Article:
The first week of school, I bought some new music:  Turbo, by Judas Priest.  I did my homework on the back porch, with that cassette on the boom box.  I only had three Priest albums:  Screaming, Defenders, and TurboTurbo was easily my favourite.  While not as heavy as the other two (and let’s face it, Screaming for Vengeance can rip heads clean off), Turbo was more the kind of music that I was into.  It was melodic, with hook after hook, and possibly even female appeal.

But soon after, something monumental happened.  Monolithic.  Youth-defining.

Iron Maiden came out with a new video.

“So, understand!” sang Bruce Dickinson in what was, quite honestly, the best video we’d ever seen.  “Don’t waste your time always searching for those wasted years!”  A bit of a word salad.  If a certain president said something like this today, we’d consider it another sign of his declining mental faculties.  But even to us as kids, it was obviously a road song.  A song about the loneliness of touring.  Many of the new Maiden songs were darker and introspective.  This was not lost on us.  Nor was the lack of Dickinson writing credits on Somewhere In Time.  It was clear to us that some of the rumours were true, and Maiden were starting to burn out a bit.  That they put out an album as awesome as Somewhere In Time is remarkable, but I recall an air of disappointment in the press.  Certainly, after the triumvirate of Beast, Piece of Mind, and Powerslave, it had a lot to follow.

My best friend Bob and I sat in the basement, watching my recording of “Wasted Years” over and over again, pausing to catch every single Eddie painting.  The video was a combination of black & white performance, with still photos and album artwork edited in quick flashes.  The kind of thing two kids should be obsessively pausing and analysing!  Eventually we both got the album and naturally gravitated to the same songs.  I used the lyrics for “Alexander the Great” as a calligraphy project in art class.

My friendship with Bob was the cornerstone of my youth, and as much as I looked up to and emulated him, there were times he did me no good whatsover.

One night we were throwing a ball around the park, and one of us (probably me) threw it over someone’s hedge.  Steve Pushcar’s hedge, as it turned out.  Bob jumped the fence to retrieve it, and got yelled at by Steve’s mom.  Bob said he was only getting his ball back, but this quickly degenerated into an argument.  Bob always was a bit cocky.  Whatever he said that night, Steve Pushcar went at me for the next two months.

Me?  Why me?  I was just the sidekick!  I just stood there?  I didn’t say one word!  Why me?  Because Pushcar couldn’t get at Bob, and he’d have been flattened if he tried.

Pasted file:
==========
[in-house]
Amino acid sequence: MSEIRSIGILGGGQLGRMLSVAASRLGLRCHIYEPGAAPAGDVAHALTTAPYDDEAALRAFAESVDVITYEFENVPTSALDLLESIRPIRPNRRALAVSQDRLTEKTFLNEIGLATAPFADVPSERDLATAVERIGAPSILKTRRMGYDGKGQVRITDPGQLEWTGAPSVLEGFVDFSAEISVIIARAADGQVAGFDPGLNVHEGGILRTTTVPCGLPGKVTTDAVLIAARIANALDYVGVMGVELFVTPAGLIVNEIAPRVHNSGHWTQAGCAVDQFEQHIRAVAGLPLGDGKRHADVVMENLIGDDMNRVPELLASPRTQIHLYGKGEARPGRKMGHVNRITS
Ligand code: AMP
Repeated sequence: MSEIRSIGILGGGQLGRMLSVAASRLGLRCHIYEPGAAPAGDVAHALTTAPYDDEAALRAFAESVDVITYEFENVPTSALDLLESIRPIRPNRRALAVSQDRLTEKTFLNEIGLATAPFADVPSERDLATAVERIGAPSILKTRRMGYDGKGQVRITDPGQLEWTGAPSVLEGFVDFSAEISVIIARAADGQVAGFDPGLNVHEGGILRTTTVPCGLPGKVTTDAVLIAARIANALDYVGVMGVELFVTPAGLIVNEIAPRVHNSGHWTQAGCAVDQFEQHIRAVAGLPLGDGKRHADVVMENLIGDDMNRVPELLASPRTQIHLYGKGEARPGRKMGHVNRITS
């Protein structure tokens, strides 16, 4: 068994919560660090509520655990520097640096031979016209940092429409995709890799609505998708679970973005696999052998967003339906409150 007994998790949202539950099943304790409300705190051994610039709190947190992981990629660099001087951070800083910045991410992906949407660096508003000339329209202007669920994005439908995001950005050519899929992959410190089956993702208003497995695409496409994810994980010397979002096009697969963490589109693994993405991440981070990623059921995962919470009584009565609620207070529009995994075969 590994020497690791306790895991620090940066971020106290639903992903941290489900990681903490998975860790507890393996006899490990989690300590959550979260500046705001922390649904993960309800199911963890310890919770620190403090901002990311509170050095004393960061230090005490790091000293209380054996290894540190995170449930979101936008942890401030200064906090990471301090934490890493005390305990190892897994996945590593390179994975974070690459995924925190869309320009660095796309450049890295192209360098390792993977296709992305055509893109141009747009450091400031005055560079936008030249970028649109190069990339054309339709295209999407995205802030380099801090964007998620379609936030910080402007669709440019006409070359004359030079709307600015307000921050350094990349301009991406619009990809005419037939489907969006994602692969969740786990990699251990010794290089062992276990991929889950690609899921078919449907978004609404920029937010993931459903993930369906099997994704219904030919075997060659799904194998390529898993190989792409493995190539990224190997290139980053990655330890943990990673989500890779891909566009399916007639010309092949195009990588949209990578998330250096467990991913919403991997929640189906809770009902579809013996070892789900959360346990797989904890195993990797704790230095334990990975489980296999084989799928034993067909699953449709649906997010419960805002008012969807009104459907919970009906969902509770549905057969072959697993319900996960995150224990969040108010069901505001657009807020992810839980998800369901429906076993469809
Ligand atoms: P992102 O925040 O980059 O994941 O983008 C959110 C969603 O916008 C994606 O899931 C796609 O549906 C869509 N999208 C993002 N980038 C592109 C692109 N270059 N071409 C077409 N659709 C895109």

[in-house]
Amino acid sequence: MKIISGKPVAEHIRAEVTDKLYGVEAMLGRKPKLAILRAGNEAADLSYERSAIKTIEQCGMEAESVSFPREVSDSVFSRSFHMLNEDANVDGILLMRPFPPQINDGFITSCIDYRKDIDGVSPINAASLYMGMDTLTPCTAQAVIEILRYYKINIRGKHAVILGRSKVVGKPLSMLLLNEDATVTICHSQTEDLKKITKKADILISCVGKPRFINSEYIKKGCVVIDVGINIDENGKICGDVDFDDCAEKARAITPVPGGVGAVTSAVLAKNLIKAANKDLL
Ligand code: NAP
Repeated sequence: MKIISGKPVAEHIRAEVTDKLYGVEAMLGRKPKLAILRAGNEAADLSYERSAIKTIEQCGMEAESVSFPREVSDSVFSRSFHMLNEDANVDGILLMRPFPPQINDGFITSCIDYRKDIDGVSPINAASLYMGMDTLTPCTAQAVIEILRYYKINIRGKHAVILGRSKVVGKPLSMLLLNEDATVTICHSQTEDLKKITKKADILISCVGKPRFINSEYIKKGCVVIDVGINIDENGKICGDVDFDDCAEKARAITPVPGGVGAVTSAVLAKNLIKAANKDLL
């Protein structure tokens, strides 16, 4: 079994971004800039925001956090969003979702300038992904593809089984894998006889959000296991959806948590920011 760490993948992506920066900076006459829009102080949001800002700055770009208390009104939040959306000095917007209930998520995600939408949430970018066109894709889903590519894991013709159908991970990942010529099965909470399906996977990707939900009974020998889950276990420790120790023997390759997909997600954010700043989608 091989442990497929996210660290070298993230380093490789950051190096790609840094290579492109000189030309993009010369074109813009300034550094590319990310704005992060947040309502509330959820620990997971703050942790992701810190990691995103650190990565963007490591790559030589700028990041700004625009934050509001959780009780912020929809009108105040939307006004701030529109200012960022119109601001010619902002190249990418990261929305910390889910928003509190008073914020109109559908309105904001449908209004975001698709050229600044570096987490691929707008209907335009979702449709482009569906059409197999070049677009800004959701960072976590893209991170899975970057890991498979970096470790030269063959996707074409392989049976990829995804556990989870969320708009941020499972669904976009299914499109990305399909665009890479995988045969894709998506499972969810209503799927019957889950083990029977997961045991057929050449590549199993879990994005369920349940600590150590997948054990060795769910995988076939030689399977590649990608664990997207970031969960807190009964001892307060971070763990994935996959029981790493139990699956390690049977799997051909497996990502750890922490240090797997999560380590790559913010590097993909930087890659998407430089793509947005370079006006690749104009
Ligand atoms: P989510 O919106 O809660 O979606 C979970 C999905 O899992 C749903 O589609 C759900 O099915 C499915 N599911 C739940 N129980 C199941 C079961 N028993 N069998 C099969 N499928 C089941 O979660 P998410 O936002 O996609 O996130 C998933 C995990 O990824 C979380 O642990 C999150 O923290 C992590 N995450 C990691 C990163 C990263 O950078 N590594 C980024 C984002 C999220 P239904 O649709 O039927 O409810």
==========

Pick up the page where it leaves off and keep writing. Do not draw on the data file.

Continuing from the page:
Pushcar was in my art class.  First he stole my pencil case and returned it to me completely empty.  Then he stole my art.  He was a fucking asshole.  The shitty thing was, he did all this anonymously.  I didn’t even know he had a grudge against me.  Not until a mutual friend told me.  That’s the kind of coward he was.  But his campaign only lasted a couple months, and highschool was actually pretty uneventful after that.

As the year went on, I discovered two “new” bands:  Bon Jovi, and Europe. Neither were really new; they were both on their third albums.  But the teen magazines pitted them as rivals:  heartthrob vs heartthrob, Jon vs. Joey.  Who would win?  (Jon.)  Really, all they had in common musically was the use of a full time keyboardist.

Partway through the year, who should show up but Steve Hartman, my old nemesis from Catholic school.  He had transferred from wherever the hell he was.  But he couldn’t get to me.  I was in the “advanced” program and he was in the “general” level.  We had no classes together, and I think he only lasted half a year.  I do remember him showing up in our gym class, wearing his shirt over his face so the teacher wouldn’t realize he had an extra student.  We were doing ball hockey, and the teacher Mr. Paull was too spun to figure it out.  I had a malingering wrist injury that I really milked so I could stay on the benches.  As if Mr. Paull would even notice.

At the end of the year, it was obvious where my talents did not lie.  My two worst classes were French, and typing,  66% in each.  Typing?  I know, right?  I type all day.  It’s all I do.  And I still fucking suck at it.  I was never good at proper form, and today type using only four fingers.  Funny thing.  The French and typing teachers were married.  Monsieur and Madame Euler.  They were fantastic teachers, just because I was a disappointment doesn’t reflect on them.  It reflects on me absolutely sucking at languages other than English, and my lack of physical coordination.  I mean, the following year I tried to play guitar.  The same problem followed me from keyboard to strings:  I can’t make my extremities go exactly where I want them to.  I’m sloppy and clumsy and have no timing.  Madame Euler wasn’t going to be able to fix that in a grade 9 typing class.

I didn’t get any girls to talk to me, but I had a good year.  For what might have been the first time, I really had a good year.  They’d only get better.  I was heading into a summer full of great music.  Stuff like Priest Live, Frehley’s Comet, and Love Is For Suckers.  Even then, I could not believe how much my life had changed for the better.  I succeeded — I escaped.

The future was bright.  Bob and I went on to have many adventures and a few “Crazy, Crazy Nights”.  But that’s another story.

 

 

THE 1986 SAGA

#833: Flag Boy (Part Two of the 1986 Saga)